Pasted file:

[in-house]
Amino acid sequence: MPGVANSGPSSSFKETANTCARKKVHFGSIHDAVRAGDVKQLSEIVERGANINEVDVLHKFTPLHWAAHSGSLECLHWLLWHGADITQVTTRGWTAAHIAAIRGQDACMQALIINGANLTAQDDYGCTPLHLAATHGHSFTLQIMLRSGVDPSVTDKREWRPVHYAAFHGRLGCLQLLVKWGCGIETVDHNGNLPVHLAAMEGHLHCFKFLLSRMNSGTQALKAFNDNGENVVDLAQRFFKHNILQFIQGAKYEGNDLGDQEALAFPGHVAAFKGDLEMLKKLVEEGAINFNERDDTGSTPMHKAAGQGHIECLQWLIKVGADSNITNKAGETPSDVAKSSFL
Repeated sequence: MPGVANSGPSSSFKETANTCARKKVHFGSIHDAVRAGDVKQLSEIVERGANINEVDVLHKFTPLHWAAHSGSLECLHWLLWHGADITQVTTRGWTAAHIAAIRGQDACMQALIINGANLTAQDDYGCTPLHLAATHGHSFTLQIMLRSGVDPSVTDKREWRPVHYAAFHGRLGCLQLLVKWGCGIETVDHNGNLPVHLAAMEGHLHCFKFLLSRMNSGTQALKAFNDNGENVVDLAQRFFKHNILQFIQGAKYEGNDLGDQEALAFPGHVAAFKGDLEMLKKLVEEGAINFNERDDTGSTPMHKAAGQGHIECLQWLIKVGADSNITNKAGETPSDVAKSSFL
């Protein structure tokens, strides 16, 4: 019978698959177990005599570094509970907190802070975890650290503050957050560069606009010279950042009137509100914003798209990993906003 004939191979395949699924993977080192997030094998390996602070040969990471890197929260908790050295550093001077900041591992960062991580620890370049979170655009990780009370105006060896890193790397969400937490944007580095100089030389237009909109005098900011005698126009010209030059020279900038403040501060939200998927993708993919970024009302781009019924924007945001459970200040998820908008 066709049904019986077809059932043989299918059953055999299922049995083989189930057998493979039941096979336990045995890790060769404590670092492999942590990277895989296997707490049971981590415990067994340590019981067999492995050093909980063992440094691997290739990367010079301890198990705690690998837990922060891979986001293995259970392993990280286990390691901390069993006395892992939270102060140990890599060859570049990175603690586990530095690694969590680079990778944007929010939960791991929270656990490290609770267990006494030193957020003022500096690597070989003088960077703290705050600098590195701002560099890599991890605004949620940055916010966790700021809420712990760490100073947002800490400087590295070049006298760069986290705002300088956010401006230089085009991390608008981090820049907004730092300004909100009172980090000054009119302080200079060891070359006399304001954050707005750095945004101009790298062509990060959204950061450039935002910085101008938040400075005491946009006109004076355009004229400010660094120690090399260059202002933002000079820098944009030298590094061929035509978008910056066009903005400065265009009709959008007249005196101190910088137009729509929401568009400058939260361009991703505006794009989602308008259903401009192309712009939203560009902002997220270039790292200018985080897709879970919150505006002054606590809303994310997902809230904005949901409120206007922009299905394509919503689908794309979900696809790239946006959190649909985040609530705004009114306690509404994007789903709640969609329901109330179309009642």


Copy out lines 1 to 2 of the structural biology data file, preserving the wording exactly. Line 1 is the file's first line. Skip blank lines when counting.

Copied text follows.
[in-house]
Amino acid sequence: MPGVANSGPSSSFKETANTCARKKVHFGSIHDAVRAGDVKQLSEIVERGANINEVDVLHKFTPLHWAAHSGSLECLHWLLWHGADITQVTTRGWTAAHIAAIRGQDACMQALIINGANLTAQDDYGCTPLHLAATHGHSFTLQIMLRSGVDPSVTDKREWRPVHYAAFHGRLGCLQLLVKWGCGIETVDHNGNLPVHLAAMEGHLHCFKFLLSRMNSGTQALKAFNDNGENVVDLAQRFFKHNILQFIQGAKYEGNDLGDQEALAFPGHVAAFKGDLEMLKKLVEEGAINFNERDDTGSTPMHKAAGQGHIECLQWLIKVGADSNITNKAGETPSDVAKSSFL